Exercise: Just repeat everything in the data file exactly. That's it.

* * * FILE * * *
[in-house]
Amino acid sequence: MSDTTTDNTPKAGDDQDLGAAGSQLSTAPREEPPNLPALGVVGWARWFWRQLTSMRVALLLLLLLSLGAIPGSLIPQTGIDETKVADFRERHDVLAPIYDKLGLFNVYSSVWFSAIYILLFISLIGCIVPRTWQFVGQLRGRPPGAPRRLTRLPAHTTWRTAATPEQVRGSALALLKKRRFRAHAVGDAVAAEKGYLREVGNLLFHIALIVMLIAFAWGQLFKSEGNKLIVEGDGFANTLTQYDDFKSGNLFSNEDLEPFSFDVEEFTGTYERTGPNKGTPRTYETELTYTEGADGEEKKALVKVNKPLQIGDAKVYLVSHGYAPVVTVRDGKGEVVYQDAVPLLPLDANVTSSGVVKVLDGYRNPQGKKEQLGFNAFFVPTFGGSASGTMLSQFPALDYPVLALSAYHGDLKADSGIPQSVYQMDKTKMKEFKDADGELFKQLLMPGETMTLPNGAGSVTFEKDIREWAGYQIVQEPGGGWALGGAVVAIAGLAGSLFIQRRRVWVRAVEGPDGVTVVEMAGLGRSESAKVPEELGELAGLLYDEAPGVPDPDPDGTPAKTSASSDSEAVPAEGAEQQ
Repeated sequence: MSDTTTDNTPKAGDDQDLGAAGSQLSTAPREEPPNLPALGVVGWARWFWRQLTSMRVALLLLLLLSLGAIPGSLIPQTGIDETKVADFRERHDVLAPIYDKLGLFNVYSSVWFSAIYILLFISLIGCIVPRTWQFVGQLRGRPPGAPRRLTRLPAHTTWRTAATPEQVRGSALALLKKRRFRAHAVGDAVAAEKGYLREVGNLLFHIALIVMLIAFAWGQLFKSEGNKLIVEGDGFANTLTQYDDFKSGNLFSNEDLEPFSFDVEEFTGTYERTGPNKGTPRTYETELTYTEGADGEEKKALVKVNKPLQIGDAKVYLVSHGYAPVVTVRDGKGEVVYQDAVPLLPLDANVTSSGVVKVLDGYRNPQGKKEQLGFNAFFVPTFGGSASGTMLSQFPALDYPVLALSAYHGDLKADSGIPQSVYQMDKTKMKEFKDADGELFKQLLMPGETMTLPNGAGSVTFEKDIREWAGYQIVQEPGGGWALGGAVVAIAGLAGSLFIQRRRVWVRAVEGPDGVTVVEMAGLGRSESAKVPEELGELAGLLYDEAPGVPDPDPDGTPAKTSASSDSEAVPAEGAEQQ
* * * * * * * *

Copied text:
[in-house]
Amino acid sequence: MSDTTTDNTPKAGDDQDLGAAGSQLSTAPREEPPNLPALGVVGWARWFWRQLTSMRVALLLLLLLSLGAIPGSLIPQTGIDETKVADFRERHDVLAPIYDKLGLFNVYSSVWFSAIYILLFISLIGCIVPRTWQFVGQLRGRPPGAPRRLTRLPAHTTWRTAATPEQVRGSALALLKKRRFRAHAVGDAVAAEKGYLREVGNLLFHIALIVMLIAFAWGQLFKSEGNKLIVEGDGFANTLTQYDDFKSGNLFSNEDLEPFSFDVEEFTGTYERTGPNKGTPRTYETELTYTEGADGEEKKALVKVNKPLQIGDAKVYLVSHGYAPVVTVRDGKGEVVYQDAVPLLPLDANVTSSGVVKVLDGYRNPQGKKEQLGFNAFFVPTFGGSASGTMLSQFPALDYPVLALSAYHGDLKADSGIPQSVYQMDKTKMKEFKDADGELFKQLLMPGETMTLPNGAGSVTFEKDIREWAGYQIVQEPGGGWALGGAVVAIAGLAGSLFIQRRRVWVRAVEGPDGVTVVEMAGLGRSESAKVPEELGELAGLLYDEAPGVPDPDPDGTPAKTSASSDSEAVPAEGAEQQ
Repeated sequence: MSDTTTDNTPKAGDDQDLGAAGSQLSTAPREEPPNLPALGVVGWARWFWRQLTSMRVALLLLLLLSLGAIPGSLIPQTGIDETKVADFRERHDVLAPIYDKLGLFNVYSSVWFSAIYILLFISLIGCIVPRTWQFVGQLRGRPPGAPRRLTRLPAHTTWRTAATPEQVRGSALALLKKRRFRAHAVGDAVAAEKGYLREVGNLLFHIALIVMLIAFAWGQLFKSEGNKLIVEGDGFANTLTQYDDFKSGNLFSNEDLEPFSFDVEEFTGTYERTGPNKGTPRTYETELTYTEGADGEEKKALVKVNKPLQIGDAKVYLVSHGYAPVVTVRDGKGEVVYQDAVPLLPLDANVTSSGVVKVLDGYRNPQGKKEQLGFNAFFVPTFGGSASGTMLSQFPALDYPVLALSAYHGDLKADSGIPQSVYQMDKTKMKEFKDADGELFKQLLMPGETMTLPNGAGSVTFEKDIREWAGYQIVQEPGGGWALGGAVVAIAGLAGSLFIQRRRVWVRAVEGPDGVTVVEMAGLGRSESAKVPEELGELAGLLYDEAPGVPDPDPDGTPAKTSASSDSEAVPAEGAEQQ